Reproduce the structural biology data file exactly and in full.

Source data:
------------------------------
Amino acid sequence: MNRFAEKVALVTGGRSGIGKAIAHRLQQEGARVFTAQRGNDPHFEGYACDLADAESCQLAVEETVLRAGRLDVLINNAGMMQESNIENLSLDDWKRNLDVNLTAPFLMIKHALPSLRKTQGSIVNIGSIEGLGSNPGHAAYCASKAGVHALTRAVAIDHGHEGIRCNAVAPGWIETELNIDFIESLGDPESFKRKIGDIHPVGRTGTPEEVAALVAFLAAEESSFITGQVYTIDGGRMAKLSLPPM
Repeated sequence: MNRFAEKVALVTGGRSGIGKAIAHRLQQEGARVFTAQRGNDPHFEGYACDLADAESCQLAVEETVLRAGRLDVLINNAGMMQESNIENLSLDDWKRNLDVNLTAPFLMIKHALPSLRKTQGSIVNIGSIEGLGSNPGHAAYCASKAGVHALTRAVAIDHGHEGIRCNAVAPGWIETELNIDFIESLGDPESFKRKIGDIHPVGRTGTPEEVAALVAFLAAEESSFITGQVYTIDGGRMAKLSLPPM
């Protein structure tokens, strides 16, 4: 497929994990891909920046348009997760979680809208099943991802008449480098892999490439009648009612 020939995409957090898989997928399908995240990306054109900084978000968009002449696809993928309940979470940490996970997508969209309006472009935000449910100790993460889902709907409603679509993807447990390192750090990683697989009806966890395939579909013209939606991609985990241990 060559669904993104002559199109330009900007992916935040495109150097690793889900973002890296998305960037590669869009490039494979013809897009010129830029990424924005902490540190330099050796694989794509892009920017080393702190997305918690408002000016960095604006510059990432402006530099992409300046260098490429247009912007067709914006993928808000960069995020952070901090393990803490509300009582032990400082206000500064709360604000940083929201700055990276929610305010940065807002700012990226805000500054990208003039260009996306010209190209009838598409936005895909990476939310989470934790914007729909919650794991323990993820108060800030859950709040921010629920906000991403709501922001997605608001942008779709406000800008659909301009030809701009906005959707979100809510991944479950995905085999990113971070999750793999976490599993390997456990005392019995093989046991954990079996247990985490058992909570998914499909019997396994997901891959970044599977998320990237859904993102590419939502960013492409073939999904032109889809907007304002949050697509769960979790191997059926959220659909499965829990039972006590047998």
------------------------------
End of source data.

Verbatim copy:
Amino acid sequence: MNRFAEKVALVTGGRSGIGKAIAHRLQQEGARVFTAQRGNDPHFEGYACDLADAESCQLAVEETVLRAGRLDVLINNAGMMQESNIENLSLDDWKRNLDVNLTAPFLMIKHALPSLRKTQGSIVNIGSIEGLGSNPGHAAYCASKAGVHALTRAVAIDHGHEGIRCNAVAPGWIETELNIDFIESLGDPESFKRKIGDIHPVGRTGTPEEVAALVAFLAAEESSFITGQVYTIDGGRMAKLSLPPM
Repeated sequence: MNRFAEKVALVTGGRSGIGKAIAHRLQQEGARVFTAQRGNDPHFEGYACDLADAESCQLAVEETVLRAGRLDVLINNAGMMQESNIENLSLDDWKRNLDVNLTAPFLMIKHALPSLRKTQGSIVNIGSIEGLGSNPGHAAYCASKAGVHALTRAVAIDHGHEGIRCNAVAPGWIETELNIDFIESLGDPESFKRKIGDIHPVGRTGTPEEVAALVAFLAAEESSFITGQVYTIDGGRMAKLSLPPM
């Protein structure tokens, strides 16, 4: 497929994990891909920046348009997760979680809208099943991802008449480098892999490439009648009612 020939995409957090898989997928399908995240990306054109900084978000968009002449696809993928309940979470940490996970997508969209309006472009935000449910100790993460889902709907409603679509993807447990390192750090990683697989009806966890395939579909013209939606991609985990241990 060559669904993104002559199109330009900007992916935040495109150097690793889900973002890296998305960037590669869009490039494979013809897009010129830029990424924005902490540190330099050796694989794509892009920017080393702190997305918690408002000016960095604006510059990432402006530099992409300046260098490429247009912007067709914006993928808000960069995020952070901090393990803490509300009582032990400082206000500064709360604000940083929201700055990276929610305010940065807002700012990226805000500054990208003039260009996306010209190209009838598409936005895909990476939310989470934790914007729909919650794991323990993820108060800030859950709040921010629920906000991403709501922001997605608001942008779709406000800008659909301009030809701009906005959707979100809510991944479950995905085999990113971070999750793999976490599993390997456990005392019995093989046991954990079996247990985490058992909570998914499909019997396994997901891959970044599977998320990237859904993102590419939502960013492409073939999904032109889809907007304002949050697509769960979790191997059926959220659909499965829990039972006590047998």